Billhook Bay

The bay north of Billhook Bay is known as the Gut.

In 1973 at the point between Billhook Bay and the Gut a rare fossil of an extinct marine mollusc known as an ammonoid was found by J. B. Waterhouse.

The ammonoid species was named d’Urvilleoceras Woodmani Waterhouse.1

The discovery of this fossilised species was significant as it ignited scientific debate around the geological origin of the sandstone and limestone rock that makes up a significant proportion of Rangitoto ki te Tonga / D’Urville Island.

Geologists wanted to clarify whether the bedrock, known as the Greville Formation of the Maitai Group, was created during the Late Permian (298.9 million to 251.9 million years ago) or early Triassic Period (251.9 million to 50.6 million years ago).2

By the early 2000s it was established that the Maitai Group belonged to the Early Triassic Period. Accordingly a separate New Zealand geologic timescale stage, the Nelsonian Stage was created. This stage, with a duration of 8 million years was defined to more accurately identify and date rocks containing minimal fossil remains, such as the Greville Formation of the Maitai Group.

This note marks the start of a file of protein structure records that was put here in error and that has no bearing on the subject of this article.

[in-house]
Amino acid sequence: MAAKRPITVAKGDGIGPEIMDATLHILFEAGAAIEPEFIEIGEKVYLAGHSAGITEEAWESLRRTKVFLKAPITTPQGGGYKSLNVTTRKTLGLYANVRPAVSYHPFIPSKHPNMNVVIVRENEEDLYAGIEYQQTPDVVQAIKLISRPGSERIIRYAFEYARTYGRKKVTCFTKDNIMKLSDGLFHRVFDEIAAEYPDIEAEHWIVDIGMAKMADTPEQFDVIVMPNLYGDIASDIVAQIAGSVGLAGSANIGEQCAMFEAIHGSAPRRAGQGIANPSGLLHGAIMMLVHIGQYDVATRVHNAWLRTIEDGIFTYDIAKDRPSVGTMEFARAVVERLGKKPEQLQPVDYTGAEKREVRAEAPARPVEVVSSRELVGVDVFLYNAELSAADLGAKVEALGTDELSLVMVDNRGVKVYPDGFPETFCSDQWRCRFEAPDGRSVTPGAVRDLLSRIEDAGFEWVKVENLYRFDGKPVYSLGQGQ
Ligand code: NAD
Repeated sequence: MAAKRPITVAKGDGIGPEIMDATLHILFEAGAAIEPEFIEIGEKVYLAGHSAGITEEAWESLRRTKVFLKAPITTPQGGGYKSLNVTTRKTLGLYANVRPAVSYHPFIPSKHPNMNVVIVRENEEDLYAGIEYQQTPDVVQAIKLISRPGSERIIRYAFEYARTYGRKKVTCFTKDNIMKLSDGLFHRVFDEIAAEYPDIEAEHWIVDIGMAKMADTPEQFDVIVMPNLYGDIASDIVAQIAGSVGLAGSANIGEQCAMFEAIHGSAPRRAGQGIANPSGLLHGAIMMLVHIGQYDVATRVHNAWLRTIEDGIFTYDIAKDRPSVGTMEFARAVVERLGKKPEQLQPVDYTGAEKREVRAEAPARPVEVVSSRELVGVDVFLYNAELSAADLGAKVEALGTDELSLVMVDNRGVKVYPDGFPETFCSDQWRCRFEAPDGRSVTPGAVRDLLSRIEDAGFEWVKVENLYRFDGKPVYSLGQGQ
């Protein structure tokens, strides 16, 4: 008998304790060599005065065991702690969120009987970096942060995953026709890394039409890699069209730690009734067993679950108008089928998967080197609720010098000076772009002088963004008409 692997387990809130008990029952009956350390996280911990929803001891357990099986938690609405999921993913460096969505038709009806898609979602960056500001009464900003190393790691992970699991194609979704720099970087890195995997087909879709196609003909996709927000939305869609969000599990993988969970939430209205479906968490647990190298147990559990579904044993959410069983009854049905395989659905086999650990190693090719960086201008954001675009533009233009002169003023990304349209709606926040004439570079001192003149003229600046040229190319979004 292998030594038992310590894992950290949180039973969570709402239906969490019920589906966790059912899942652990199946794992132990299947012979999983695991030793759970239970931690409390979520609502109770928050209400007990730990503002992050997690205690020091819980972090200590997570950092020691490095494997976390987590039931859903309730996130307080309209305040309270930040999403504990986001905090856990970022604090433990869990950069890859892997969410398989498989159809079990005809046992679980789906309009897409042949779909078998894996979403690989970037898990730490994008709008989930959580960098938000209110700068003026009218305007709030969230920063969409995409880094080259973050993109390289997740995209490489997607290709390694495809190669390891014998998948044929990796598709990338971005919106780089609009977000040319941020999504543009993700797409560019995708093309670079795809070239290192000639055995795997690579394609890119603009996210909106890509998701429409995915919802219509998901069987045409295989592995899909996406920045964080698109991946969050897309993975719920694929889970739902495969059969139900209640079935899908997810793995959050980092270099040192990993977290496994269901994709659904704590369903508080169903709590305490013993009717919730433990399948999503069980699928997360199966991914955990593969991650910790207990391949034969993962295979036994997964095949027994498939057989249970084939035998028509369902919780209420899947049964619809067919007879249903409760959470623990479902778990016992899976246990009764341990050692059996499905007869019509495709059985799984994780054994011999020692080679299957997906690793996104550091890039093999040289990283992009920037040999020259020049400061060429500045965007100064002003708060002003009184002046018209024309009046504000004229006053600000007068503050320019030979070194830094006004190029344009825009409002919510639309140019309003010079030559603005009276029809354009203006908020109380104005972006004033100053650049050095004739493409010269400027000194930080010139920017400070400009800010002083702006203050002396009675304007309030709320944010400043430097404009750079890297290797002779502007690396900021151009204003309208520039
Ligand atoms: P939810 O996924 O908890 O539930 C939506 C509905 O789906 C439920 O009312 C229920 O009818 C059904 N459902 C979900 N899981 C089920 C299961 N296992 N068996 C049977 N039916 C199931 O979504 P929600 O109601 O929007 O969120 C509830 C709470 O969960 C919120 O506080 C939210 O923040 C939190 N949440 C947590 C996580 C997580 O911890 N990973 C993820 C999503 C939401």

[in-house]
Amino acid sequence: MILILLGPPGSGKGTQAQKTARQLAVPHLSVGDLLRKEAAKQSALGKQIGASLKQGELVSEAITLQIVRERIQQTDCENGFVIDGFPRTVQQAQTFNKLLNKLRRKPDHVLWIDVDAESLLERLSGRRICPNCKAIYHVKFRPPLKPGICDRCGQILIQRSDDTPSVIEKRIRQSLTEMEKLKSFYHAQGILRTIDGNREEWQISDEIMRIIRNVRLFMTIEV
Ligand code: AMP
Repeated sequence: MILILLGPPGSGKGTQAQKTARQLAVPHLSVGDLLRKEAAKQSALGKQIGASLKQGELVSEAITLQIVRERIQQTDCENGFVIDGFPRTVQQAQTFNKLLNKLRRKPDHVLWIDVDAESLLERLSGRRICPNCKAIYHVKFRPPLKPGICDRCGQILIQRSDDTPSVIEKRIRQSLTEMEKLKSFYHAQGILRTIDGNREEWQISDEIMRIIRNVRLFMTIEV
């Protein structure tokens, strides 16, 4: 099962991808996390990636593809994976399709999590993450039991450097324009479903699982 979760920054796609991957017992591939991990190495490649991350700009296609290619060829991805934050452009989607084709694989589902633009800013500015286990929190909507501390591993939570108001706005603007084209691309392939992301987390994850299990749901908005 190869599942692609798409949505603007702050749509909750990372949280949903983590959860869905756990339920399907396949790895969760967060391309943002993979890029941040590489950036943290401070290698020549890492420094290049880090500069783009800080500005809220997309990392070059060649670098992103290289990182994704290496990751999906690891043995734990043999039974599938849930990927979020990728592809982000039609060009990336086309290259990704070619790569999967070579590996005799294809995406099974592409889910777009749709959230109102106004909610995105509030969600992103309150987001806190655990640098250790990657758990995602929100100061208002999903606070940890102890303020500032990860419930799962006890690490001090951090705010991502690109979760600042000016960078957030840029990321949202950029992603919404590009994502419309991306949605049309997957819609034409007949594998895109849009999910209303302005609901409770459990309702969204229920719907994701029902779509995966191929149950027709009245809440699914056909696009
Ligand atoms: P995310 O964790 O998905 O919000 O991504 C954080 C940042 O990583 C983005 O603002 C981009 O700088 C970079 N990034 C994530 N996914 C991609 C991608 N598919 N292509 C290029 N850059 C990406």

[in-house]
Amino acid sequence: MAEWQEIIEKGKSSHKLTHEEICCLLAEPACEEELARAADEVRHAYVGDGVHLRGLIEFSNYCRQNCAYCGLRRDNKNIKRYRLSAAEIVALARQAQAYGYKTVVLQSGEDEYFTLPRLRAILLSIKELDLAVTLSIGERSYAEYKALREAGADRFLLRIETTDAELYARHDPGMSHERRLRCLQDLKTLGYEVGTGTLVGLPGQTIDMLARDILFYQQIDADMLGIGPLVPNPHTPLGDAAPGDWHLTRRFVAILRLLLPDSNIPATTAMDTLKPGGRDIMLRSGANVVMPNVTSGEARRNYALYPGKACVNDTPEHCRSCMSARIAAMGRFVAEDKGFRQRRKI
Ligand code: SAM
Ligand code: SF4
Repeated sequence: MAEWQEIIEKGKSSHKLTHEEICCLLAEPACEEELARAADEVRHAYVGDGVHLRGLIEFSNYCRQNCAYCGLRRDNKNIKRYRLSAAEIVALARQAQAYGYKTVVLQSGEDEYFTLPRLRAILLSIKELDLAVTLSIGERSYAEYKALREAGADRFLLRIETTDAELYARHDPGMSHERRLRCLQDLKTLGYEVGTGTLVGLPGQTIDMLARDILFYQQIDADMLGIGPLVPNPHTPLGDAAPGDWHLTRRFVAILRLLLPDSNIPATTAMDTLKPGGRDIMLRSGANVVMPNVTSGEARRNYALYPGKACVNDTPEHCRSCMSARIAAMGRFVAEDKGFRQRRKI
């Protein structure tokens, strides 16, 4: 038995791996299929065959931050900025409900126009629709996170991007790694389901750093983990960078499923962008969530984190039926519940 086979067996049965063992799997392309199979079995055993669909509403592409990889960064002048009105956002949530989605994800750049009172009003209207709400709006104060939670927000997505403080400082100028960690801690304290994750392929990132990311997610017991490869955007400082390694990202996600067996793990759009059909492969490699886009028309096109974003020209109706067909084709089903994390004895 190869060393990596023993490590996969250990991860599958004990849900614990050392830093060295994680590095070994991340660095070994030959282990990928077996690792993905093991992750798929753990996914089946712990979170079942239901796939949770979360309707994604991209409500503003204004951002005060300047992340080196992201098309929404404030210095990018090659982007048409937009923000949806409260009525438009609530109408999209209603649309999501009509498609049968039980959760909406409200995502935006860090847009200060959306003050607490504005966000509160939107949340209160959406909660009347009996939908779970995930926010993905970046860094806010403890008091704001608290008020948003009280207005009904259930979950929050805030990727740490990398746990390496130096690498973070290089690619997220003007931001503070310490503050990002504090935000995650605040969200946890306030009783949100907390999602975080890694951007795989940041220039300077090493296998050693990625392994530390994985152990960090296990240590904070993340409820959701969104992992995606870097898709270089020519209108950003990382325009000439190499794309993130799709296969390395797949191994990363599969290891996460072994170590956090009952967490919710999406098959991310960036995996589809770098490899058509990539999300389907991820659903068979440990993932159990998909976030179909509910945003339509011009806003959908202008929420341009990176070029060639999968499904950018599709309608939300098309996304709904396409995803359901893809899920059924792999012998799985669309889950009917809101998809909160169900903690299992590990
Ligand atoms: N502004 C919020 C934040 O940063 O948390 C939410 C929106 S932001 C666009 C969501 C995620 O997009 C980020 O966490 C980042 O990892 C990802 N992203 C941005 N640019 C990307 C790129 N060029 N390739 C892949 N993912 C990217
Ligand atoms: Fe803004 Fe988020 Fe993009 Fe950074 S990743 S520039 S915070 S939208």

The fossil species, d’Urvilleoceras, an example of which was found between Billhook Bay and the Gut is now used to identify Nelsonian Stage rocks, including sequences of Matai Group rocks.3


1. Waterhouse, J. B. “An Ophiceratid Ammonoid from the New Zealand Permian and Its Implications for the Permian–Triassic Boundary.” Geological Magazine, 110:4, (1973), 305–29. Accessed, May 22, 2018, .

2. D.D.L. Pillai , C. A. Landis , N. D. J. Cook & H. J. Campbell, “Permian ammonoids from the Greville Formation, Upukerora valley, Southland”, New Zealand Journal of Geology and Geophysics, 34:3, (1991), 365-372. Accessed May 22, 2018, .

3. H. J. Campbell & S. R. Owen, “The Nelsonian Stage: A new Early Triassic local stage for New Zealand”, Journal of the Royal Society of New Zealand, 33:1, (2003), 97-108. Accessed May 22, 2018, .

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